I suppose it's more typical to introduce new players to D&D with a dungeon but, frankly, I prefer non-dungeon adventures in the main. That said, Luskan includes a lot of ruins, old sewers, and decrepit cemeteries so there are still opportunities to put together some small dungeon-like adventures.

I imagine I will probably begin with a press gang encounter so that the PCs can fight a group that is fairly normal and I am not yet sure where to proceed from there. I will cover that in a later post.

Into the North

Starting in Luskan is really just an excuse to justify this next part of the campaign. I have already noted that this is inspired by the journey in the The Accursed Tower adventure and I suspect I will steal several of the encounters directly from there.

One of the other things I like about running this journey as an adventure is that it allows the players to experience the mechanical changes that go along with the increasingly colder weather which is going to be good experience for the balance of the campaign in Icewind Dale when the mechnical impact of weather is going to be an important part of the game.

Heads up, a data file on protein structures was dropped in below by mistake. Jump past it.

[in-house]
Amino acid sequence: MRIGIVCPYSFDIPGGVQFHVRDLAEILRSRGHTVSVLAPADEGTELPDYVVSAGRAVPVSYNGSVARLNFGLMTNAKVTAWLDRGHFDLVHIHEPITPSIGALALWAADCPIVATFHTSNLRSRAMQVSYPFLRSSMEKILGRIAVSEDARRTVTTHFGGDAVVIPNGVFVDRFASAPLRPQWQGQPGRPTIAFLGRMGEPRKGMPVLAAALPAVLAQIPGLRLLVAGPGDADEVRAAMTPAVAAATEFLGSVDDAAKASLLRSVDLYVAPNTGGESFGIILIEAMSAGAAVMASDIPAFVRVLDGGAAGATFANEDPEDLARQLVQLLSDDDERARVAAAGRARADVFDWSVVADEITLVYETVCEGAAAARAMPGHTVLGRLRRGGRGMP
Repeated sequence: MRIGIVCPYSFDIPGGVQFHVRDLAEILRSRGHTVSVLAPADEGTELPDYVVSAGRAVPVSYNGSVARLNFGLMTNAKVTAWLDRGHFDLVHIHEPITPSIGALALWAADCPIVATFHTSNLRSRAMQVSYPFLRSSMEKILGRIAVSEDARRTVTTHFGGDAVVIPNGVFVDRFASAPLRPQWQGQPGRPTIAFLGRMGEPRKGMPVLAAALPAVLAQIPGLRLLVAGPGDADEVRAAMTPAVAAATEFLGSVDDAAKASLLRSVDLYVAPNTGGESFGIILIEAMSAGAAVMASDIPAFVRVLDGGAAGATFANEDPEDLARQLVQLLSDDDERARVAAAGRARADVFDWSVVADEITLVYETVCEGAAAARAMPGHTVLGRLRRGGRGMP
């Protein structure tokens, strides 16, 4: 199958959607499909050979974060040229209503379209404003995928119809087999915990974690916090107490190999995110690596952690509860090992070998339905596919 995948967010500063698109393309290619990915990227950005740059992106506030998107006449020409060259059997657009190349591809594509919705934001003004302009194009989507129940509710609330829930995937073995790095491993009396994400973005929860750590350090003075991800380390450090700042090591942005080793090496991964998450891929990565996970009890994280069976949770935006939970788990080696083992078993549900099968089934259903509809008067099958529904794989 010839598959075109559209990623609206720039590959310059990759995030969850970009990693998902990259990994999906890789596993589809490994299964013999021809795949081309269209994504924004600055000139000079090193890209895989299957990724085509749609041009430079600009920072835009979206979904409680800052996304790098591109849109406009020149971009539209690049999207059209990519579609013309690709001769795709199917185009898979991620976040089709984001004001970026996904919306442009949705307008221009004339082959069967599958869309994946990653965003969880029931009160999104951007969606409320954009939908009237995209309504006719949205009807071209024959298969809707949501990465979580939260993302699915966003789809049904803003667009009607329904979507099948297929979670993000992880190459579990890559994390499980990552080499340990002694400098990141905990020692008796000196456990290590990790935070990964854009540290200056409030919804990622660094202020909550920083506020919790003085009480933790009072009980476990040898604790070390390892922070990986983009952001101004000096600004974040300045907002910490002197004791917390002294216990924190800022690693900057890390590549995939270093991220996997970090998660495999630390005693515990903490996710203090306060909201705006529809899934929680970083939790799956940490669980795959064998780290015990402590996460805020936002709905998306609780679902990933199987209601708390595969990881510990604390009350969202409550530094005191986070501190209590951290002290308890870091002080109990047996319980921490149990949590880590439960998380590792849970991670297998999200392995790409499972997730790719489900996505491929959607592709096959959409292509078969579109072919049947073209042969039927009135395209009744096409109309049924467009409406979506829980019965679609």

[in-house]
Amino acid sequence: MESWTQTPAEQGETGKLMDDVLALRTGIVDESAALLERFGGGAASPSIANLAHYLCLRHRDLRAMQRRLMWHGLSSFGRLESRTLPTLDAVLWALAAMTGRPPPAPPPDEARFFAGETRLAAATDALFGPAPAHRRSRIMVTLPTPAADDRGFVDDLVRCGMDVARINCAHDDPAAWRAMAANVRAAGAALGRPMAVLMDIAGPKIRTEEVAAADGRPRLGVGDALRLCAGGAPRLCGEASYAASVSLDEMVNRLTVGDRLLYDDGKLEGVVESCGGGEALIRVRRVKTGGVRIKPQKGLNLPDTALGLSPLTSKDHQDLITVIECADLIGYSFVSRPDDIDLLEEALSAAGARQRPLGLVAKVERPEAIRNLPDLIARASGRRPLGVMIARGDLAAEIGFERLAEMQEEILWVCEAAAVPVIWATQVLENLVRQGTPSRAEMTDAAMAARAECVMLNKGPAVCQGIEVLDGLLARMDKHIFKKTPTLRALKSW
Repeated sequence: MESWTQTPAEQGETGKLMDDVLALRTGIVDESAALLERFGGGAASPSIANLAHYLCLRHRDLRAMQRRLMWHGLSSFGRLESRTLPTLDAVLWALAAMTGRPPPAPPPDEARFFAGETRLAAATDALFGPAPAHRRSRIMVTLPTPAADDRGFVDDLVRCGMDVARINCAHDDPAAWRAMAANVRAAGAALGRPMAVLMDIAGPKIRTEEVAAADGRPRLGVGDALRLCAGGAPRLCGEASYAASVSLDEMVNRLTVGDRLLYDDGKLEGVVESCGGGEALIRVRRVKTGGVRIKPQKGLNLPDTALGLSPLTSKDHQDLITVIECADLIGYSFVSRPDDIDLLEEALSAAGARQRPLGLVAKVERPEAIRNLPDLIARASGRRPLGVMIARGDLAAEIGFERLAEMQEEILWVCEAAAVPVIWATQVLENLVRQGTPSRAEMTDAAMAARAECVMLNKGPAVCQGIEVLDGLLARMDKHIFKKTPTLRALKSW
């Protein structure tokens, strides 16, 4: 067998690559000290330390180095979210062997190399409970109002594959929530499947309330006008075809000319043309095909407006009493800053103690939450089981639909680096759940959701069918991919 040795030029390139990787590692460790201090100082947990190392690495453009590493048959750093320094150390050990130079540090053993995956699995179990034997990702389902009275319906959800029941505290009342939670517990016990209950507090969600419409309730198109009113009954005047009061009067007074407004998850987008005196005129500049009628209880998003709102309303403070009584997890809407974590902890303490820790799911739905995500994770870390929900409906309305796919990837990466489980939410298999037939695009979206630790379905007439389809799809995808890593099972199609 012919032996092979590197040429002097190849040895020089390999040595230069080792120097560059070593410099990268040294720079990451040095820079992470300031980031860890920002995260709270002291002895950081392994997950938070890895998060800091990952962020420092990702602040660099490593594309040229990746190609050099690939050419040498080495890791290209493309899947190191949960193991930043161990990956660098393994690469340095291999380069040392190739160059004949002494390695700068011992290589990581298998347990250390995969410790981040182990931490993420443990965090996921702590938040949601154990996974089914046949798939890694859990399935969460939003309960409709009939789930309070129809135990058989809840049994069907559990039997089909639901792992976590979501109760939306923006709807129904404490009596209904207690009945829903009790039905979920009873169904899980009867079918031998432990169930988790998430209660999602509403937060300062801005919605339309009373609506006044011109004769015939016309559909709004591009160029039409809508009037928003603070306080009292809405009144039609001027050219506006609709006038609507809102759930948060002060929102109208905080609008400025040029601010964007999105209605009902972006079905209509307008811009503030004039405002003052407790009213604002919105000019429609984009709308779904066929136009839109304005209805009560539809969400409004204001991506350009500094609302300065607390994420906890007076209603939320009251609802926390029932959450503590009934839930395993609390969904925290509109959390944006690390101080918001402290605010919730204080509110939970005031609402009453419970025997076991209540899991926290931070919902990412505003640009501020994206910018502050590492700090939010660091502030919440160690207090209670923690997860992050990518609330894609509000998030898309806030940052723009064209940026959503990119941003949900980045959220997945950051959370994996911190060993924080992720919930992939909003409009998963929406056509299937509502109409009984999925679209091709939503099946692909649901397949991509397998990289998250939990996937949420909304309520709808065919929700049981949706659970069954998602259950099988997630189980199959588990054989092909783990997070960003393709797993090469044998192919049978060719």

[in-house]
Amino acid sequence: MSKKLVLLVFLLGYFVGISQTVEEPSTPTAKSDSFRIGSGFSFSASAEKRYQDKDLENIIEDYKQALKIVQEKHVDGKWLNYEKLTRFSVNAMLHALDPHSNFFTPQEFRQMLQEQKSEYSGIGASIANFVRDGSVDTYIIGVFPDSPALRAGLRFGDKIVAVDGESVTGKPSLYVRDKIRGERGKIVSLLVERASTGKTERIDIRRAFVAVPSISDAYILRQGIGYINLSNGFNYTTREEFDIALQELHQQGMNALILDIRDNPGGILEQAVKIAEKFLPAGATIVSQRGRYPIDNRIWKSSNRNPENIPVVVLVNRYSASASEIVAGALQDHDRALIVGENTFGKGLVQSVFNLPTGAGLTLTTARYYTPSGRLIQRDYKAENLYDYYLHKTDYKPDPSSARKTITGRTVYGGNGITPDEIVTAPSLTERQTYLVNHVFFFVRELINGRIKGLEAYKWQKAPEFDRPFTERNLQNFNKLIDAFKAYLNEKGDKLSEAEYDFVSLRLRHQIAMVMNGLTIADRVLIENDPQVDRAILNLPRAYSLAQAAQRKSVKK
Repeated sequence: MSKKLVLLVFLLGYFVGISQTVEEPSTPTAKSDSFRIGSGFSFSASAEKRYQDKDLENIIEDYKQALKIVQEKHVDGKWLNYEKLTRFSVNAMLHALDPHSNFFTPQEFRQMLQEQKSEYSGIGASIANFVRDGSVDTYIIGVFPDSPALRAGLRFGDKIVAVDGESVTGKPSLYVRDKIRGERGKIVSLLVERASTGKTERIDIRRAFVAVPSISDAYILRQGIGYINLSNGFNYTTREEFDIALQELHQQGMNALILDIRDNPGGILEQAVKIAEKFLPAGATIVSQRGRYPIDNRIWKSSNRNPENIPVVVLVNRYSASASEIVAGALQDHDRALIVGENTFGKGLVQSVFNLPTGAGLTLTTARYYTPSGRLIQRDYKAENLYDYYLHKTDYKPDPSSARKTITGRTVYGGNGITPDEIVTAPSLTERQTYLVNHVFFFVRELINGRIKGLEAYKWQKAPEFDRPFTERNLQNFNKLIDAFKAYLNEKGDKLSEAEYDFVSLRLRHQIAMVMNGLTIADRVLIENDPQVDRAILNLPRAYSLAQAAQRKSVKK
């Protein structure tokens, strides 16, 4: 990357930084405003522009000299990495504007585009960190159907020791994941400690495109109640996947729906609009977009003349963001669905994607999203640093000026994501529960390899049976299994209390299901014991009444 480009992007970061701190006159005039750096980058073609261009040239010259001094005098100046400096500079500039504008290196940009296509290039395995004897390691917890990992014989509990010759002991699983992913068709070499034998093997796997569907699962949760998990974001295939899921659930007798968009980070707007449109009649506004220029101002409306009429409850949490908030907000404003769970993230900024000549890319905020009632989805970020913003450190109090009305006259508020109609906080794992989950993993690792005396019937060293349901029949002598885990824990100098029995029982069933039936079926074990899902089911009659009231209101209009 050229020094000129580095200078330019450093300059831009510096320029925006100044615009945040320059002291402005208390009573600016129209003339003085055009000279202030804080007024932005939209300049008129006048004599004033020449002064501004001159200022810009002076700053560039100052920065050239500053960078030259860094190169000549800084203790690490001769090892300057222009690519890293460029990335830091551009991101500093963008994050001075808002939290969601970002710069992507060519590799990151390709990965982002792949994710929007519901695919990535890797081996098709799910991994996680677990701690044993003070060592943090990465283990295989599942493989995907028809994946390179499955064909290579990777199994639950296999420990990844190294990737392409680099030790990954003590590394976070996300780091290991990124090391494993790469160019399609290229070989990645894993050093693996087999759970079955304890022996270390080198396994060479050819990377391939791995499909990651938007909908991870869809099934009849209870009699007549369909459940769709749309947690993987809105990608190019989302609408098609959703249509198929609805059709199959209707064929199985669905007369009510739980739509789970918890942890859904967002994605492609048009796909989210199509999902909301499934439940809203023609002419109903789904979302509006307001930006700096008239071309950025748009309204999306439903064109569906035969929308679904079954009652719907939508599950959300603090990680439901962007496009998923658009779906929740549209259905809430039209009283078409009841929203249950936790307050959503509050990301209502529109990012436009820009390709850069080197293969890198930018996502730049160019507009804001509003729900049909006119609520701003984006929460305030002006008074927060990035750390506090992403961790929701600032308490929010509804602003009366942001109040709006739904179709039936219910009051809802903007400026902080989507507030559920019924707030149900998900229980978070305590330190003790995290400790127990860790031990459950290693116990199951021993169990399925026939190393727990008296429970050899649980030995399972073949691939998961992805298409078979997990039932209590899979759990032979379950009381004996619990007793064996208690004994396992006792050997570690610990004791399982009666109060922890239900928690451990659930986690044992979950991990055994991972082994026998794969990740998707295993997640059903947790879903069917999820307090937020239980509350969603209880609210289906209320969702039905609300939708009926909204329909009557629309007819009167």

I have also done a little bit of research about the locations en route. FR1 Waterdeep & The North reveals this about the Iceflow River:

This, chilling, fast-rushing river thunders down out of the icy interior of the northern arm of the Sword Coast. It is not navigable by any normal means. Its waters are just above freezing, and travel at terrifying speed down through a great ice gorge.